After the Category 4 hurricane ravaged the island on September 20, 2017, Cruz, not Gov. Rosselló, became the face of the island, wading through flood water to help those devastated by the storm and publicly feuding with the president. When announcing her candidacy, she reminded the crowd that Gov. Rosselló’s administration “was unable to count deaths after Hurricane Maria” and “stood by Trump when he threw paper towels at people [in Puerto Rico].”

Cruz also took the opportunity to voice her position on other pressing matters on the island, like repealing the Jones Act, which prevents foreign ships from embarking on the island and thus raises the cost of imported goods, eliminating the federal Financial Oversight and Management Board and calling for an audit of Puerto Rico’s $72 billion public debt.

“The reality is that we still live in an island that fights for food, liberty and land,” she said, referring to the PPD’s Spanish slogan “Pan, libertad y tierra.” “We’re building a new movement within the Popular Democratic Party.”

Last month, Cruz also announced that she would co-chair Sen. Bernie Sanders’ campaign for the 2020 presidential race, saying the candidate could create “a new path toward the resolution of many of the issues facing Puerto Rico,” including establishing a “new relationship” with the United States.

Read: San Juan Mayor Carmen Yulín Cruz Believes Bernie Sanders Could Create A “New Relationship” Between Puerto Rico And The US

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San Juan Mayor Carmen Yulín Cruz Believes Bernie Sanders Could Create A “New Relationship” Between Puerto Rico And The US


San Juan Mayor Carmen Yulín Cruz Believes Bernie Sanders Could Create A “New Relationship” Between Puerto Rico And The US

Bernie Sanders is running for president in 2020, and he just tapped San Juan Mayor Carmen Yulín Cruz to co-chair his campaign.

The Puerto Rican leader, a vocal opponent of President Trump, told NBC News that she’s supporting the Vermont senator, who announced his second bid for head of state on Tuesday, because of their history of working together “for a path for Puerto Rico.”

“A lot of the things he’s been fighting for all his life I’ve been fighting for all my life, things like let’s not put wealth before health,” she said, noting additional shared efforts like education, the rights of people in the LGBTQ community, collective bargaining and more.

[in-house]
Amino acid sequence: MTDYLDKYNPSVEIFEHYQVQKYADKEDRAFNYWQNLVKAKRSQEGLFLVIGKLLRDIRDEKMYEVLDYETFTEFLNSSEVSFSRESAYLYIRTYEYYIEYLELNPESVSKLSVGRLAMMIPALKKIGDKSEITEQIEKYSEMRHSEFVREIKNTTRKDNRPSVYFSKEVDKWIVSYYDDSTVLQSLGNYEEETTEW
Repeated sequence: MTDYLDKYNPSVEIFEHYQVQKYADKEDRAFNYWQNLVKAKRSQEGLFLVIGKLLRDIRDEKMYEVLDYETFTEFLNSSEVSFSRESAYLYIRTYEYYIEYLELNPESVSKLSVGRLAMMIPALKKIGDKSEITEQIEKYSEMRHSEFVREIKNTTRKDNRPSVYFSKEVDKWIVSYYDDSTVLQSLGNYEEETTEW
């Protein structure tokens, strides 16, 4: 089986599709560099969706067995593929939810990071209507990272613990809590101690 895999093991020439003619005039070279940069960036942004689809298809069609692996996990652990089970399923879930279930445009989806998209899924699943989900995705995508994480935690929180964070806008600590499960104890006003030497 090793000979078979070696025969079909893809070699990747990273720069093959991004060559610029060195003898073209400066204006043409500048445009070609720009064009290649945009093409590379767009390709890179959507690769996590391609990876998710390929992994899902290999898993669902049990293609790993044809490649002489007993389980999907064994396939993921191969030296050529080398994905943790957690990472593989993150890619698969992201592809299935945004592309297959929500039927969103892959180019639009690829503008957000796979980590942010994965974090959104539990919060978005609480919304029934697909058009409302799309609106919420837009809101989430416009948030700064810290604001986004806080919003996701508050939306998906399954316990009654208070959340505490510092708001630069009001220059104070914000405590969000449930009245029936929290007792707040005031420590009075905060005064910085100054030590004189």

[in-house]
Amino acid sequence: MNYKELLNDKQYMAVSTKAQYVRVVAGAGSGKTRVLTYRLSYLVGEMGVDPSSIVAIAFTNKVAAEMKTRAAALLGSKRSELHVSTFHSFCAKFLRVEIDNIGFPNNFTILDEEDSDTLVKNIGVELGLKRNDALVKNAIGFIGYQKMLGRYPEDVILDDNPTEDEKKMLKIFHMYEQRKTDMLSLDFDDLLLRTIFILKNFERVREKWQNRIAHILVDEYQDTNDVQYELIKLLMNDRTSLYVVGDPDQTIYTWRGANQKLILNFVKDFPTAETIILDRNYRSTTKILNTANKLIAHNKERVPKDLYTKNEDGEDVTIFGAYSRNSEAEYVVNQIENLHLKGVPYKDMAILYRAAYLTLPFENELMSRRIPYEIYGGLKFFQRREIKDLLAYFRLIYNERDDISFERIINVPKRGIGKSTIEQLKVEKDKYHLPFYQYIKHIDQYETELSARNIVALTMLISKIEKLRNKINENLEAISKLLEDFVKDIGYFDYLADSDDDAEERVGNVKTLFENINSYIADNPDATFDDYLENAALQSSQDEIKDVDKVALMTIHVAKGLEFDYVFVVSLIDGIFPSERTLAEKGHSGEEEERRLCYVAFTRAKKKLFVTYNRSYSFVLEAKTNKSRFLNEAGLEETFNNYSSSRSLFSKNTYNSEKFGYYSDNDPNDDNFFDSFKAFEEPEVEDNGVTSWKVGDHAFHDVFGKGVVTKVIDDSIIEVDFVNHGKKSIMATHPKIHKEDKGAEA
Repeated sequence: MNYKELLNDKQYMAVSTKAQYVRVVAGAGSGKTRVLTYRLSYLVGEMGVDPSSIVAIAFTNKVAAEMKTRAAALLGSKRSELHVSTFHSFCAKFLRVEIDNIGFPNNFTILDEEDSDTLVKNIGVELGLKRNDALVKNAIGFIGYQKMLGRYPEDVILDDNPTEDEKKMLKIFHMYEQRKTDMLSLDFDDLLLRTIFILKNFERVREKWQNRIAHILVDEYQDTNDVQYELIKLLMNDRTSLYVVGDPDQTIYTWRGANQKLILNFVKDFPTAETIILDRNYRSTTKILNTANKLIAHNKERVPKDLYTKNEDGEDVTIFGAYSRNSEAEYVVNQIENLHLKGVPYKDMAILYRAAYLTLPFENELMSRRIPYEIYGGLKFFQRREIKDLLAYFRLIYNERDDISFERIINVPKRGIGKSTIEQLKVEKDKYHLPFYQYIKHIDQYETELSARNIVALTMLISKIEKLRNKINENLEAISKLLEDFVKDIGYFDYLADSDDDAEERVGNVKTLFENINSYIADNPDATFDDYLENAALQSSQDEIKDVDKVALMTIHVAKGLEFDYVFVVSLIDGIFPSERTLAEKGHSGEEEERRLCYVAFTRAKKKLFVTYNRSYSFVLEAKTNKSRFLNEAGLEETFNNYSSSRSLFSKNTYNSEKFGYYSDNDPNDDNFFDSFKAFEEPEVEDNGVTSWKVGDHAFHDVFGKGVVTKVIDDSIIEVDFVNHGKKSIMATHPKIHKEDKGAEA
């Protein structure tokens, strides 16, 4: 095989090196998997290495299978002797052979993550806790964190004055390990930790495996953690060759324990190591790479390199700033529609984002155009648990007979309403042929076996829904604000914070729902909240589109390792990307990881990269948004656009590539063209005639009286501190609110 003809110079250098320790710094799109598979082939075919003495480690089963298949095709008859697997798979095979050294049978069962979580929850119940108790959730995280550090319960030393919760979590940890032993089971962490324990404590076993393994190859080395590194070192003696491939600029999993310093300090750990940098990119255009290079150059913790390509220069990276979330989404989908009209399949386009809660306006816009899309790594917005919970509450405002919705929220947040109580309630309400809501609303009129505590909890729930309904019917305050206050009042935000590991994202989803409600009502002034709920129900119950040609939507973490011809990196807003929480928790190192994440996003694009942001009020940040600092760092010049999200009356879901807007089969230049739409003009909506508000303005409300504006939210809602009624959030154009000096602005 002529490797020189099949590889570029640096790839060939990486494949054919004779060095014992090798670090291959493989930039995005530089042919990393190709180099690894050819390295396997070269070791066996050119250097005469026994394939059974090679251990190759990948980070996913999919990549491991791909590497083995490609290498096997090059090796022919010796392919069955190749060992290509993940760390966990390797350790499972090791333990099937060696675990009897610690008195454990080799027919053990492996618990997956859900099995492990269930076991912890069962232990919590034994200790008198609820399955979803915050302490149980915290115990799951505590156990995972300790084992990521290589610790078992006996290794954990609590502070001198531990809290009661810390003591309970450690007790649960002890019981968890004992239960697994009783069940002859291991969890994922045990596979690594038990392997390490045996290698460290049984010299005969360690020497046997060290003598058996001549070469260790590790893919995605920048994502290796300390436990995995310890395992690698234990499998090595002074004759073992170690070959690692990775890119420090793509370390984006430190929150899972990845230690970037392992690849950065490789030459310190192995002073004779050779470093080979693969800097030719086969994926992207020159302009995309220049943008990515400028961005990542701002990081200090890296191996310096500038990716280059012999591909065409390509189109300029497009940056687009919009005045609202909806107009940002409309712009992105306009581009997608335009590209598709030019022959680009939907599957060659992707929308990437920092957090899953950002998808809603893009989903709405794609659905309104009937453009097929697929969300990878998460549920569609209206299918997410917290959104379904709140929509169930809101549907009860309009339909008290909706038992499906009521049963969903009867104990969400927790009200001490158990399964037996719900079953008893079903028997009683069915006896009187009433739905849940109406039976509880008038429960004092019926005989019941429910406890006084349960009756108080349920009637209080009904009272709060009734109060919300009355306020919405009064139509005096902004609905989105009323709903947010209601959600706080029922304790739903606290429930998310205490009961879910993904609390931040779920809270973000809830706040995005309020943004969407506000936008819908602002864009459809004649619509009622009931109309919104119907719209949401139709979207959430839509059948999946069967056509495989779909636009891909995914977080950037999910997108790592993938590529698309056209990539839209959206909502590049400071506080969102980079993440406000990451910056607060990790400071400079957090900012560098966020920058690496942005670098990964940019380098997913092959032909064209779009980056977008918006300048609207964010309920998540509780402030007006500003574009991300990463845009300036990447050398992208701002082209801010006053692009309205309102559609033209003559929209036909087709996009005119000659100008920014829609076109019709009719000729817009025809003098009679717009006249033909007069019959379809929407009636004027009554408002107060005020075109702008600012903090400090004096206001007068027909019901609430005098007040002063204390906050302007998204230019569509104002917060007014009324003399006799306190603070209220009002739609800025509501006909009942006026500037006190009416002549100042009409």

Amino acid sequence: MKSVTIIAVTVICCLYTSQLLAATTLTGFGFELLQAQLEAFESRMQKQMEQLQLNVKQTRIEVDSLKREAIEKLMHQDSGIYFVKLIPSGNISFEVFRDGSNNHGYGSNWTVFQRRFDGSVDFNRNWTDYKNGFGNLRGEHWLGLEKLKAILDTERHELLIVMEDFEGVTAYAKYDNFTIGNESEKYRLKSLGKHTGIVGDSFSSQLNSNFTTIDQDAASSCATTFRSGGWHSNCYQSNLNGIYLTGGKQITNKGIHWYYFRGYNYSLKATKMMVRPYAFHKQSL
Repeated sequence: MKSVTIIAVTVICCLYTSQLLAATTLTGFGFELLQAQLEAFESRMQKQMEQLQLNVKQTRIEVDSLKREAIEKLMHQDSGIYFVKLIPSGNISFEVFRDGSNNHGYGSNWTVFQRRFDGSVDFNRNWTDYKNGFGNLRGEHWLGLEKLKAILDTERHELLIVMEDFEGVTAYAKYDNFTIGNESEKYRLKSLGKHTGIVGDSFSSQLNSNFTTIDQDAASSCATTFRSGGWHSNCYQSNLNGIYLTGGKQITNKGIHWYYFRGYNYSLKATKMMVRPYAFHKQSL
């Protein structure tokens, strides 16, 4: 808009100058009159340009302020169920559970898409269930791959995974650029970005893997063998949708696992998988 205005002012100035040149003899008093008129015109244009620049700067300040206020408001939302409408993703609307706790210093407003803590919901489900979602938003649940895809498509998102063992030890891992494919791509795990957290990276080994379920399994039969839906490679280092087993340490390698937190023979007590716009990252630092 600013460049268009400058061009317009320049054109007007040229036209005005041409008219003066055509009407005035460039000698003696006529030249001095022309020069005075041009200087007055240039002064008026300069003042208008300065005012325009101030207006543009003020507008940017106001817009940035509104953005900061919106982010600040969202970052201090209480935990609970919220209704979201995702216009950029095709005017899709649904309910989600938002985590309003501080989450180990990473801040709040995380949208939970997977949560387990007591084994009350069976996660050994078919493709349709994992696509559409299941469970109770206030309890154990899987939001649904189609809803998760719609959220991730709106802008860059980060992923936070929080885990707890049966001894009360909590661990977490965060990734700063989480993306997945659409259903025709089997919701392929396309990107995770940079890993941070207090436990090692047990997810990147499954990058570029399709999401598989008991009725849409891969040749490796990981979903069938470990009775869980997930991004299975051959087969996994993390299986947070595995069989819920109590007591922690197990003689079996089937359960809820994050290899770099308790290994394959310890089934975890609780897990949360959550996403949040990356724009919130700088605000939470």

In 2018, Sanders co-sponsored, alongside fellow presidential candidate Sen. Elizabeth Warren (D-Mass.), a bill to slash Puerto Rico’s $73 billion debt. He also introduced a $146 billion recovery plan for the island, though the bill never made it out of committee.

Still, Cruz believes he is the candidate that would create “a new path toward the resolution of many of the issues facing Puerto Rico,” including establishing a “new relationship” with the United States.

“In our darkest hour, he was there for us, not because it was politically convenient but because it was the right thing to do,” she said.

The mayor, who reached national fame for criticizing Trump’s slow, shoddy and insulting response to Puerto Rico’s recovery, said this election is “personal.”

“The president came and threw paper towels at us,” Cruz said. “He continues to disregard the pain of people from Puerto Rico.”

She continued: “Right now the United States has a president in the White House who is not up to the job. He does not represent values of integrity and unity, values of inclusion.”

While US citizens, Puerto Ricans living on the island are unable to vote in the general election, though they can vote in primaries.

Cruz is one of four co-chairs to Sanders’ campaign. The others include Sen. Nina Turner (D-Ohio), US Rep. Ro Khanna (D-Calif.) and Ben & Jerry’s co-founder Ben Cohen.

Read: Puerto Rico’s Real-Life Wonder Woman Just Announced She’s Interested In Running For Governor And We Can’t Wait To See What’s Next